Maine court queried on card damages.
The last shoe to drop in the Hannaford Brothers card security breach might just help credit unions gradually improve their position on such breaches in the future.
A federal judge wrapping up the case against the Hannaford Brothers supermarket chain over its 2007-2008 card breach has asked the Maine Law any law prohibiting the manufacture and sale of intoxicating beverages, esp. one resembling that enacted in the State of Maine. At present, the state of Maine sells such beverages in its own stores.
See also: Maine Court for a ruling that might open the door for card issuers to recover more of the costs of card breaches.
Judge D. Brock Hornby had previously limited cardholder card·hold·er
One who holds a card, especially a credit card.
cardhold damages from such breaches, reasoning that since individual cardholders had been covered by their issuers protection policies against card fraud, they didn't have any claims against the retailer.
But when plaintiffs asked the court to reconsider its opinion, Hornby reversed part of his previous decision on Oct.5 and asked the Maine Law Court to answer one question before he could issue a final ruling: "Do time and effort alone, spent in a reasonable effort to avert reasonably foreseeable harm, constitute a cognizable The adjective "cognizable" has two distinct (and unrelated) applications within the field of law. A cognizable claim or controversy is one that meets the basic criteria of viability for being tried or adjudicated before a particular tribunal. injury under Maine common law?"
Legal analysts speculate that an affirmative answer could have impacts beyond Maine for both cardholders and issuers damaged in card data breaches since it could introduce the idea that time and expense taken by both cardholders and their card issuers to avoid card fraud from compromised card data could qualify for monetary damages Monetary damages, in civil law, refers to compensation given to an injured party by a liable party. Monetary damages may be restitution, a penalty, or both. .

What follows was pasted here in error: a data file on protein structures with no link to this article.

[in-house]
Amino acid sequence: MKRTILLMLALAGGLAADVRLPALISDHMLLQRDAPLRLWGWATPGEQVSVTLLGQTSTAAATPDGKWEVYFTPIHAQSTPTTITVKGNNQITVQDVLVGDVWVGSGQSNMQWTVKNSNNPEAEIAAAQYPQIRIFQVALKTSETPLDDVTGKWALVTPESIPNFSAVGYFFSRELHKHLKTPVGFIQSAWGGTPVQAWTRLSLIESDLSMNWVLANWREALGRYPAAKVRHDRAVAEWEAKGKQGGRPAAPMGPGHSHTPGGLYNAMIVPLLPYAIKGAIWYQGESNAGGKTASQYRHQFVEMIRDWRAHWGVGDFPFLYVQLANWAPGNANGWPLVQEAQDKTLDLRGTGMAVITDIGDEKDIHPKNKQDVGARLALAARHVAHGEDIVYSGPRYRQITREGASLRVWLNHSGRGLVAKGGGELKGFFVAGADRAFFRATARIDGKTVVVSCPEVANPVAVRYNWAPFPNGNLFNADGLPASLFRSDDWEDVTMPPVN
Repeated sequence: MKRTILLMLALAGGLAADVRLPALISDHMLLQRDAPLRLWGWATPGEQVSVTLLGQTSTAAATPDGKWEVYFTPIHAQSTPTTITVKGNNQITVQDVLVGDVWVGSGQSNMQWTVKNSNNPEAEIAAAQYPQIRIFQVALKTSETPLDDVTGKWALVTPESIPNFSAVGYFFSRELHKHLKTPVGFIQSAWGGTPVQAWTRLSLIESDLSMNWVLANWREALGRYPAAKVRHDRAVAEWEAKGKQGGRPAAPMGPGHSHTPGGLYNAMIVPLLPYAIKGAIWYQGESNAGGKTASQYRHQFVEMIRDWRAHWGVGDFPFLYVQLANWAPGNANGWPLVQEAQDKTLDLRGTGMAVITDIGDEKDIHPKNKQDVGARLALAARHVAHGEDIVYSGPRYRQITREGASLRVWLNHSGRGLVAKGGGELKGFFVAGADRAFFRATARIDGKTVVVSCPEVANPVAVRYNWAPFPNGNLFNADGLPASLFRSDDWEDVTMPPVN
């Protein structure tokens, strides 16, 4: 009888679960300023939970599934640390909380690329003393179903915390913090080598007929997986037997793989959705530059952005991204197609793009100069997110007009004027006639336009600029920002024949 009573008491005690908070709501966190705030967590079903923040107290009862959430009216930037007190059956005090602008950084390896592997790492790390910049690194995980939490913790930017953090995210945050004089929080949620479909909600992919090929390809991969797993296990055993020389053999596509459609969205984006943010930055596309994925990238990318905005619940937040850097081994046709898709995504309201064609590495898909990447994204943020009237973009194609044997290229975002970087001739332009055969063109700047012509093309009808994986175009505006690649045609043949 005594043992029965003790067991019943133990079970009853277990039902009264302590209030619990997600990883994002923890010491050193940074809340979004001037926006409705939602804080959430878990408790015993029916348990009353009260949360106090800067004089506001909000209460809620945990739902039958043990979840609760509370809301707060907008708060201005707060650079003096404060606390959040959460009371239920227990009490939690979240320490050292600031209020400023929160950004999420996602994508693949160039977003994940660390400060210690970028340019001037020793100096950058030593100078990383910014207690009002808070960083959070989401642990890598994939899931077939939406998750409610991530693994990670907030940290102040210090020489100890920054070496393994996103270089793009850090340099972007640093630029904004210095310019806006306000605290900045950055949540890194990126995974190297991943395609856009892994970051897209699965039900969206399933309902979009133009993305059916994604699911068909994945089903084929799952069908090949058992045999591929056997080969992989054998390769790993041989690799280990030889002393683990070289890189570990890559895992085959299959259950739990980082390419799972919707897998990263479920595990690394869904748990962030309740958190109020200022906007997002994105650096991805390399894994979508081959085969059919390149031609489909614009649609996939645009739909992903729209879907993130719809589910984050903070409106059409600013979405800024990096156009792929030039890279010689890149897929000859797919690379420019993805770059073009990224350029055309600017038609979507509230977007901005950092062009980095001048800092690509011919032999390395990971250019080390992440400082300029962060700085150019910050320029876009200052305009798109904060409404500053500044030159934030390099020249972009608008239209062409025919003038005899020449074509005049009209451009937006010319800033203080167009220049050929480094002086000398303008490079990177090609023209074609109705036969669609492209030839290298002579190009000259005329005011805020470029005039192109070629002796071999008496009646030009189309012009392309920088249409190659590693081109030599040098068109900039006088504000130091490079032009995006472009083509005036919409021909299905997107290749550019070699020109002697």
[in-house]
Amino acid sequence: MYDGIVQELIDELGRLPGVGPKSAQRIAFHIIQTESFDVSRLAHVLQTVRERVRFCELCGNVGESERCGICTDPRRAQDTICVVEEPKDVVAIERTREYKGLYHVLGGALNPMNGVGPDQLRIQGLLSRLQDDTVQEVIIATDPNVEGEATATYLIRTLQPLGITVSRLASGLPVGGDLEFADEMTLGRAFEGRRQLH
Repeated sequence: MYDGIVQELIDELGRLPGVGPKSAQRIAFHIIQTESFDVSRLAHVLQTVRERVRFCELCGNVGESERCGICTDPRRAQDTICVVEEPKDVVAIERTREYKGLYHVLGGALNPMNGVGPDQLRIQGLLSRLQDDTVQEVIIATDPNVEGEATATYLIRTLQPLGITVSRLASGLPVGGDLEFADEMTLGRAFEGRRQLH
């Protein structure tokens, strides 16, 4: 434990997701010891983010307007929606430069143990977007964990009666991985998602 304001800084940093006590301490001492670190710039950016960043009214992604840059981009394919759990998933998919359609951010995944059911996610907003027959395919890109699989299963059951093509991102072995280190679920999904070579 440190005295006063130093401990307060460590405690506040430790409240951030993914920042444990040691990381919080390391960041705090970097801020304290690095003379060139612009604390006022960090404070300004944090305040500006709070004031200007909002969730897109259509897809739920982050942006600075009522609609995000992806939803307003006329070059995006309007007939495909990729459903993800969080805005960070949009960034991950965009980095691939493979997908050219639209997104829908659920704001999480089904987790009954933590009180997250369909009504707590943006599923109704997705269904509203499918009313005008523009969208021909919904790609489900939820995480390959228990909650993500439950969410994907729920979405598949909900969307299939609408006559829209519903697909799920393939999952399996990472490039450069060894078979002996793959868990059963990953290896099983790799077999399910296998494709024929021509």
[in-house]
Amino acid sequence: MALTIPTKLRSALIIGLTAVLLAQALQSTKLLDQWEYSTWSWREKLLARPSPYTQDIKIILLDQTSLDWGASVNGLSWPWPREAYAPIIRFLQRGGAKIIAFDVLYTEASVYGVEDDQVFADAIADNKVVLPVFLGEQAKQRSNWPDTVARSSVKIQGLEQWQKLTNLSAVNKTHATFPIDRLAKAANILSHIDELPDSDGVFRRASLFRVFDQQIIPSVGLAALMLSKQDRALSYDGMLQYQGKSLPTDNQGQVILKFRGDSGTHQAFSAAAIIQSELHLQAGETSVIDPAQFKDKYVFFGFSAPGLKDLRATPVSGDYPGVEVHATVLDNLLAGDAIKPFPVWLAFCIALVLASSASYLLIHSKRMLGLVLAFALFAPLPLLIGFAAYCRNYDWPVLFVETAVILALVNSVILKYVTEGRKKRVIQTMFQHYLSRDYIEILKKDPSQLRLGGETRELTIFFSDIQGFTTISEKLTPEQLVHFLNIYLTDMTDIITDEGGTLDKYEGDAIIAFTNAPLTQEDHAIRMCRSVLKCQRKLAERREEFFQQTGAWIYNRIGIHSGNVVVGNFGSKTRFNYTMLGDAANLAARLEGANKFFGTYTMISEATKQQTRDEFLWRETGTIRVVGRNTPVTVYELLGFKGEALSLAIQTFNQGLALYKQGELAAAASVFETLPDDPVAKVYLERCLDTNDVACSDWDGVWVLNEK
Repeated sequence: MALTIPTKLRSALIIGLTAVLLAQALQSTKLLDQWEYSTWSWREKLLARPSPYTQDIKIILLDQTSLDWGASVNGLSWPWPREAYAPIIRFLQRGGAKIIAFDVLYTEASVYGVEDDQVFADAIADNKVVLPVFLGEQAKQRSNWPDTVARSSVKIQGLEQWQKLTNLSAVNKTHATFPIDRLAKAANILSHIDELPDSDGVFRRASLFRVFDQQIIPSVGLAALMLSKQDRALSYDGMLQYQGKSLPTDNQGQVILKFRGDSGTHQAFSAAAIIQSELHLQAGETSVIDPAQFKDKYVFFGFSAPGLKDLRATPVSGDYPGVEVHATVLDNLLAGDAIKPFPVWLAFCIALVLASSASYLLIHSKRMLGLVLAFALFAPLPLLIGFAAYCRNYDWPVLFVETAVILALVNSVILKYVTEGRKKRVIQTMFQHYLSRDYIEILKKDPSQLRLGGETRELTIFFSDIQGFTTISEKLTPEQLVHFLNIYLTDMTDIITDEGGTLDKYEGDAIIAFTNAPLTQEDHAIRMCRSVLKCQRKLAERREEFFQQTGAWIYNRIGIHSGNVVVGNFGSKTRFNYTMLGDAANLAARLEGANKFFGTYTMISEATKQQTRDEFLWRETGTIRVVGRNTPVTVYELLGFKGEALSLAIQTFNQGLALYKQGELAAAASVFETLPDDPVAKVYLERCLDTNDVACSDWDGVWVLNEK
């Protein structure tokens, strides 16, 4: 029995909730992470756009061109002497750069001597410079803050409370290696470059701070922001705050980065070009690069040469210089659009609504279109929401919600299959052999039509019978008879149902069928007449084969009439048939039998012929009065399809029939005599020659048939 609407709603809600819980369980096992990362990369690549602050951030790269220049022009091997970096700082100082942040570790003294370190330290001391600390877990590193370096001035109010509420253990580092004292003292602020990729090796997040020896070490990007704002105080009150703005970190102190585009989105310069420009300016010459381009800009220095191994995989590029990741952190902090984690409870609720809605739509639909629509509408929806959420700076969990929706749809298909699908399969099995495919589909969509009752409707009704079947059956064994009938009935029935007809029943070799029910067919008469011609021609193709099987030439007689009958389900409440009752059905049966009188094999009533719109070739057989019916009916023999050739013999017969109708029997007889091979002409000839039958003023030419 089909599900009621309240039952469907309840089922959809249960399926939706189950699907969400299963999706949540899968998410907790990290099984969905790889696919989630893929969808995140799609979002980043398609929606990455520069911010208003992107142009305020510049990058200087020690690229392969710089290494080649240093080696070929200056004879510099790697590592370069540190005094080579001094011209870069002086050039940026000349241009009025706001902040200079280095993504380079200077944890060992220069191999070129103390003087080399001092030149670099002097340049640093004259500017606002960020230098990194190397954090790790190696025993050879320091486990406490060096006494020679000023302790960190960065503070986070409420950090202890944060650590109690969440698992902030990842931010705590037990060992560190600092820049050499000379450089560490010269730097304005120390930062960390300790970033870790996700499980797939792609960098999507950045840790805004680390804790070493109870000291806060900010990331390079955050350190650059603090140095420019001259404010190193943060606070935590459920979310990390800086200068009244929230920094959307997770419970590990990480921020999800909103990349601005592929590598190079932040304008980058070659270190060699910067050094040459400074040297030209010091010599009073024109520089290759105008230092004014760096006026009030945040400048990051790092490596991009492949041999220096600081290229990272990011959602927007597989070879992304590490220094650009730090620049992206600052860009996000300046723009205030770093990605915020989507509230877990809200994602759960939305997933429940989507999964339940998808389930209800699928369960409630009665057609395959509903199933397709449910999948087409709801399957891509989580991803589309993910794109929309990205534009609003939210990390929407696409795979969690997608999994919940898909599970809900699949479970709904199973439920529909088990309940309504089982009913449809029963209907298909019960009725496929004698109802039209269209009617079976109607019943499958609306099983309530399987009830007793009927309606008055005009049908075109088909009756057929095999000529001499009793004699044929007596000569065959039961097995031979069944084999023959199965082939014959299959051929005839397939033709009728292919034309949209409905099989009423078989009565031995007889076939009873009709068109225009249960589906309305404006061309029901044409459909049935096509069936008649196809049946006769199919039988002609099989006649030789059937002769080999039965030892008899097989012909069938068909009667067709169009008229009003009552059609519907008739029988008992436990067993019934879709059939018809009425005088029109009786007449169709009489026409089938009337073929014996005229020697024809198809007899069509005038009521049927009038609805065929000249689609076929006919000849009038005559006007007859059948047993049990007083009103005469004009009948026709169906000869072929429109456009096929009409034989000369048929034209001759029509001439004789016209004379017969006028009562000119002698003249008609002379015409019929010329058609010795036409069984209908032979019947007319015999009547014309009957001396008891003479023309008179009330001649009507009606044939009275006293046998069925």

"So far, plaintiffs in the United States United States, officially United States of America, republic (2005 est. pop. 295,734,000), 3,539,227 sq mi (9,166,598 sq km), North America. The United States is the world's third largest country in population and the fourth largest country in area. have generally been unsuccessful in pursuing claims against merchants based on fear of identity theft and incidental expenses to protect against it, following a security breach incident," wrote attorneys from the Information Law Group, a law firm specializing in information security law. "'Lost time and effort' may not be worth a great deal in damages to any single cardholder, but if Maine allows such claims to proceed, a class action with millions of class members could make 'time and effort' claims daunting daunt
tr.v. daunt·ed, daunt·ing, daunts
To abate the courage of; discourage. See Synonyms at dismay.
[Middle English daunten, from Old French danter, from Latin , as well as allowing plaintiffs to sustain an action in which emotional distress emotional distress n. an increasingly popular basis for a claim of damages in lawsuits for injury due to the negligence or intentional acts of another. Originally damages for emotional distress were only awardable in conjunction with damages for actual physical harm. can also be asserted as grounds for damages," the firm added.